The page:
Before completing the story, however, I want to look at one of the seminal developments in more detail to illustrate some of the fine-grain interactions between society and those that were busy creating today’s Internet. I will then return to the present to complete the story with some speculation about the future of the Internet.


Let’s go back to the late 50s and early 60s and look at what happened in the development of packet switching. There were three, initially independent efforts that contributed significantly and eventually were brought together in the ARPANET. All relate to packet switching and all were driven by different objectives.

Paul Baran, a young systems engineer went to work in 1959 for the RAND Corporation in Santa Monica, California (a quasi-private research think tank supported by the US Air Force). He was assigned the task of designing a “survivable” communications system that could maintain connections in spite of damage by a nuclear attack. In addition to his engineering training, he had experience with computers and emergency radio communications systems and this background – clearly coupled with an innovative mind. He looked at the existing telephone network in the U.S. at that time and realized that it probably would not survive a nuclear attack because it was so centralized. He utilized the idea of a decentralized set of nodes that would do store-and-forward communication of messages that had been broken into packets. He first published the idea of packet switching in September 1962, and after doing some computer simulations that confirmed the value of his design, he went on to write an 11-volume set of technical reports that laid out the details and was published in 1964.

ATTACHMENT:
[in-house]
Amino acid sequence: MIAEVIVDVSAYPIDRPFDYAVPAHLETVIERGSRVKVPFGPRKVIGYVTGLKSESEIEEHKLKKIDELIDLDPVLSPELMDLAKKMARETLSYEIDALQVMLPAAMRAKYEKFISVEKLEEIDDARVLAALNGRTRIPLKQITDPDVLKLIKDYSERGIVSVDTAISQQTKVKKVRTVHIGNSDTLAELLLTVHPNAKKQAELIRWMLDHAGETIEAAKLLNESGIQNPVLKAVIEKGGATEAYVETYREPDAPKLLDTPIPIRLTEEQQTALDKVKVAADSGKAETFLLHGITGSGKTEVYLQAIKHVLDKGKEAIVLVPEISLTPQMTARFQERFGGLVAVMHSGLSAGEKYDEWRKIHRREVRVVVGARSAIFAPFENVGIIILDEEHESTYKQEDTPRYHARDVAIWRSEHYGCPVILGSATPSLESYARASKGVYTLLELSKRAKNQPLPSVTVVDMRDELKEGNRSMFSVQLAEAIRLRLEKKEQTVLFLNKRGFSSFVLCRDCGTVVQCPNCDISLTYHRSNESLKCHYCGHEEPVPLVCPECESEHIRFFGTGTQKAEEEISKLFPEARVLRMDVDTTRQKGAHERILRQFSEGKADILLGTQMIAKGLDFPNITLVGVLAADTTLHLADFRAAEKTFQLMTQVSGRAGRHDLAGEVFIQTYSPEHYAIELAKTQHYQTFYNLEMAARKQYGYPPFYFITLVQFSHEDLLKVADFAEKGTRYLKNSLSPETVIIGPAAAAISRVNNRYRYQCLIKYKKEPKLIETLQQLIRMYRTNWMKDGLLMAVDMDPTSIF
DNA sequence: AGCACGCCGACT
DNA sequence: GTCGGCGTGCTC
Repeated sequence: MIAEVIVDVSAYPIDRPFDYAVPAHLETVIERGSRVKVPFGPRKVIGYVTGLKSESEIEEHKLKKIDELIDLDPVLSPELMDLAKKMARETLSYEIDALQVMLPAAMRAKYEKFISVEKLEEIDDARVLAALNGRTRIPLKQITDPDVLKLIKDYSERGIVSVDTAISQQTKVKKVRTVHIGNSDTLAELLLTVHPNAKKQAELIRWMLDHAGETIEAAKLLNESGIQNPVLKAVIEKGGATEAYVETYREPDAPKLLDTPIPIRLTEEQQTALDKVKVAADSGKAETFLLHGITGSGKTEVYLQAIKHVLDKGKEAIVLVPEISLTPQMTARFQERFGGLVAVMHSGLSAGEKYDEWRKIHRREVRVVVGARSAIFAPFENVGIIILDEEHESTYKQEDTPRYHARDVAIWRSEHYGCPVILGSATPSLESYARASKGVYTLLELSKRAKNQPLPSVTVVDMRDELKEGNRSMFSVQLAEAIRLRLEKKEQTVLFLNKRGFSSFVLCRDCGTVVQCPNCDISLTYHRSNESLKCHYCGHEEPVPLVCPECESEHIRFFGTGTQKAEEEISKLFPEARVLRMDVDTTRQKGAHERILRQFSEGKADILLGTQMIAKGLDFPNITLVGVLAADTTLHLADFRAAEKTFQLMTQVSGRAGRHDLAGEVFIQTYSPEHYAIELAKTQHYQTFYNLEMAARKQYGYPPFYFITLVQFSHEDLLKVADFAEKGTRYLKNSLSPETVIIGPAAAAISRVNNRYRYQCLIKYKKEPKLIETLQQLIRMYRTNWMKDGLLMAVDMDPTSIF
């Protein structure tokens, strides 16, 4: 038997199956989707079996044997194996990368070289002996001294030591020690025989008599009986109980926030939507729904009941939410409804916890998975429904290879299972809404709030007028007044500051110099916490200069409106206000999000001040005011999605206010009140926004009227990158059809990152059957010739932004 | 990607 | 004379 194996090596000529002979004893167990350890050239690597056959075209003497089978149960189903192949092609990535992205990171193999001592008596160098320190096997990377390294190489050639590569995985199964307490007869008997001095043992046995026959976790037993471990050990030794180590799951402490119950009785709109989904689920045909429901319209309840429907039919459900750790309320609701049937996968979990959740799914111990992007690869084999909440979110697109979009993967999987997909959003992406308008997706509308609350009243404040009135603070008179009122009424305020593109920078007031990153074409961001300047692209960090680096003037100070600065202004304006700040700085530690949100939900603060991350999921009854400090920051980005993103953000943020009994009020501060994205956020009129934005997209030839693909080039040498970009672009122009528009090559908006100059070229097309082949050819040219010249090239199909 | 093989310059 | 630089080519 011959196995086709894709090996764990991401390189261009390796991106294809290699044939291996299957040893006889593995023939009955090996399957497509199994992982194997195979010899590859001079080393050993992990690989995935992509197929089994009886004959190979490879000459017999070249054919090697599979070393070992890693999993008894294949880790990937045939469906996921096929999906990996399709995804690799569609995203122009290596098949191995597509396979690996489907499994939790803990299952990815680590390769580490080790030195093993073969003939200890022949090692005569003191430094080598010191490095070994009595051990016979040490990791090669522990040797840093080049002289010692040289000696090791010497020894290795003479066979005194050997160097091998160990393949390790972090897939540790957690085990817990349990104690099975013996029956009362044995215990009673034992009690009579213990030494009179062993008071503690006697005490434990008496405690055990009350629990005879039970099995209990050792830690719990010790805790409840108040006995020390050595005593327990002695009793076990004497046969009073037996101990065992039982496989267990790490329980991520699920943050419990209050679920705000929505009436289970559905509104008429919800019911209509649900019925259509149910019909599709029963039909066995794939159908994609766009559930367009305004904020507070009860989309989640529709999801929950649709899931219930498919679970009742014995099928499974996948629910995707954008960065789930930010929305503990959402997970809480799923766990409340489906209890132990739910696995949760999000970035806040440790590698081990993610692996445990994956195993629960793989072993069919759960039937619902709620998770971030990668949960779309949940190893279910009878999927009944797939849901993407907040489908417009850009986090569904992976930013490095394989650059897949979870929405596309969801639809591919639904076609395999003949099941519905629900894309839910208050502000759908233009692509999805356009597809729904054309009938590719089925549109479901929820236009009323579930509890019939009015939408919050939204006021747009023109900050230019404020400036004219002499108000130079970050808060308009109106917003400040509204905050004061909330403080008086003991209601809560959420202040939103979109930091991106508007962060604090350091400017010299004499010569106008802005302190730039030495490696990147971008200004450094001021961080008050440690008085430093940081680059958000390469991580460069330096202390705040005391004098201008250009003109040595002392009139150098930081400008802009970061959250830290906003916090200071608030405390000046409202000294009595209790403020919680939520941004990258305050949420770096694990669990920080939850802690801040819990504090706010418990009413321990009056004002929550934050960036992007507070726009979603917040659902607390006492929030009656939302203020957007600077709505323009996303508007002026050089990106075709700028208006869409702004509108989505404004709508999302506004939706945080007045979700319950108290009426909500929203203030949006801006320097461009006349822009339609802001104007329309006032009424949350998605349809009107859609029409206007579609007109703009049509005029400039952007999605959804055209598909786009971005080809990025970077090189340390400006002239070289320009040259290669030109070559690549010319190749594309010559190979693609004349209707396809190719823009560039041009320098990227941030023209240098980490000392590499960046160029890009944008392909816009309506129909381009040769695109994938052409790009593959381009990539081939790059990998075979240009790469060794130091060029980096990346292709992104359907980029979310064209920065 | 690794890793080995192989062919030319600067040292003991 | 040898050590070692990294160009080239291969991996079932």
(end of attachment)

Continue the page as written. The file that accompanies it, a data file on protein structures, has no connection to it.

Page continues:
At about the same time (1959) a graduate student at MIT, Leonard Kleinrock, working under the information theorist Claude Shannon was looking for a thesis topic. Len recently described to me how he chose this topic:

In 1959 I began to work with the legendary Claude Shannon at MIT on my PhD research.  However, Shannon had solved most of the important problems and what were left were problems that were extremely hard and most likely of relatively little significance. I was surrounded by computers and realized that it would soon be necessary for them to communicate with each other. The existing technology of telephony was woefully inadequate for communication among such bursty data sources, and so I decided to devote my PhD research to solving this problem. Moreover, I had an approach to meeting this challenge and recognized that my research would have impact.

He first published his ideas in April 1962 and in his thesis he developed the idea of packets and worked out much of the queuing theory necessary to build practical networks based on these ideas. In 1964, after joining UCLA as a faculty member, he published the first book on packet switching, Communication Nets.